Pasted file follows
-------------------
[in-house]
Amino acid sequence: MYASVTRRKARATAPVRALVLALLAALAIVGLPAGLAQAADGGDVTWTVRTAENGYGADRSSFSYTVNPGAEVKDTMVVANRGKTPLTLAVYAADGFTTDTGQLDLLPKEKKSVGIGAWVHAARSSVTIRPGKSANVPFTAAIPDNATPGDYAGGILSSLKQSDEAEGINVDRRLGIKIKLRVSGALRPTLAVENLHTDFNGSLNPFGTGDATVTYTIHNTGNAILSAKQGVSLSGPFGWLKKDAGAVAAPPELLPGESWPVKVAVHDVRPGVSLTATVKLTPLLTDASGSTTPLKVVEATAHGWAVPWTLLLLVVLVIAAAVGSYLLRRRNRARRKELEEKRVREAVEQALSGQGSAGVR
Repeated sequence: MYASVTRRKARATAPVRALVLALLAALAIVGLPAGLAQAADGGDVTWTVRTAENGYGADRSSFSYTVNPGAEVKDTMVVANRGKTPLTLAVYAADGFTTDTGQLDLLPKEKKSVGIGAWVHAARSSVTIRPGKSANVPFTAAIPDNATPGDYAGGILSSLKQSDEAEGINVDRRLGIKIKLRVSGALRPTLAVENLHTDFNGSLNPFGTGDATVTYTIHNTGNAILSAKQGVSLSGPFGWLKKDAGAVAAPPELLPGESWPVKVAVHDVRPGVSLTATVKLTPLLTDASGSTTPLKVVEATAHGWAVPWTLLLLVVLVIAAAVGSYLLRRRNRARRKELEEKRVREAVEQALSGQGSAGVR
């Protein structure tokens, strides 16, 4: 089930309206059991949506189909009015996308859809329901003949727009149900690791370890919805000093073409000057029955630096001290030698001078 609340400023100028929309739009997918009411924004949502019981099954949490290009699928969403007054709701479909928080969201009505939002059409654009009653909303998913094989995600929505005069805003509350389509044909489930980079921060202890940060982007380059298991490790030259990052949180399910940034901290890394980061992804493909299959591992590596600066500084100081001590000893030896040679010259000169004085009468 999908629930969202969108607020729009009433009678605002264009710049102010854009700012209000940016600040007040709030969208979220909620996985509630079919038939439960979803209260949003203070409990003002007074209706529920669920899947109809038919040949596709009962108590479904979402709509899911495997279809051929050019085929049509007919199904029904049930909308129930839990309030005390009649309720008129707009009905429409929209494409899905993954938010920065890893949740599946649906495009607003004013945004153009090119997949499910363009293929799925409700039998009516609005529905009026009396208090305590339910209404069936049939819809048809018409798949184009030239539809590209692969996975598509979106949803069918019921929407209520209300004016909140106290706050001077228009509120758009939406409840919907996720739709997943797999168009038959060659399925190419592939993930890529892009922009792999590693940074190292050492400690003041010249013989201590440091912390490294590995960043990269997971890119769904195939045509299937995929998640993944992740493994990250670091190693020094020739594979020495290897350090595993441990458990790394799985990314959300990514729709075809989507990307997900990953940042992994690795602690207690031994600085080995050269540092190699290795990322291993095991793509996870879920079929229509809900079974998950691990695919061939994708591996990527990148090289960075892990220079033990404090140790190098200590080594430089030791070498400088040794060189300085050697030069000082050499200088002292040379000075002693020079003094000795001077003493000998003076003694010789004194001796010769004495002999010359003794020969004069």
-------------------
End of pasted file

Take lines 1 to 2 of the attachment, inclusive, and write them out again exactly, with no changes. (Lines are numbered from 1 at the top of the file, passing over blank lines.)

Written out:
[in-house]
Amino acid sequence: MYASVTRRKARATAPVRALVLALLAALAIVGLPAGLAQAADGGDVTWTVRTAENGYGADRSSFSYTVNPGAEVKDTMVVANRGKTPLTLAVYAADGFTTDTGQLDLLPKEKKSVGIGAWVHAARSSVTIRPGKSANVPFTAAIPDNATPGDYAGGILSSLKQSDEAEGINVDRRLGIKIKLRVSGALRPTLAVENLHTDFNGSLNPFGTGDATVTYTIHNTGNAILSAKQGVSLSGPFGWLKKDAGAVAAPPELLPGESWPVKVAVHDVRPGVSLTATVKLTPLLTDASGSTTPLKVVEATAHGWAVPWTLLLLVVLVIAAAVGSYLLRRRNRARRKELEEKRVREAVEQALSGQGSAGVR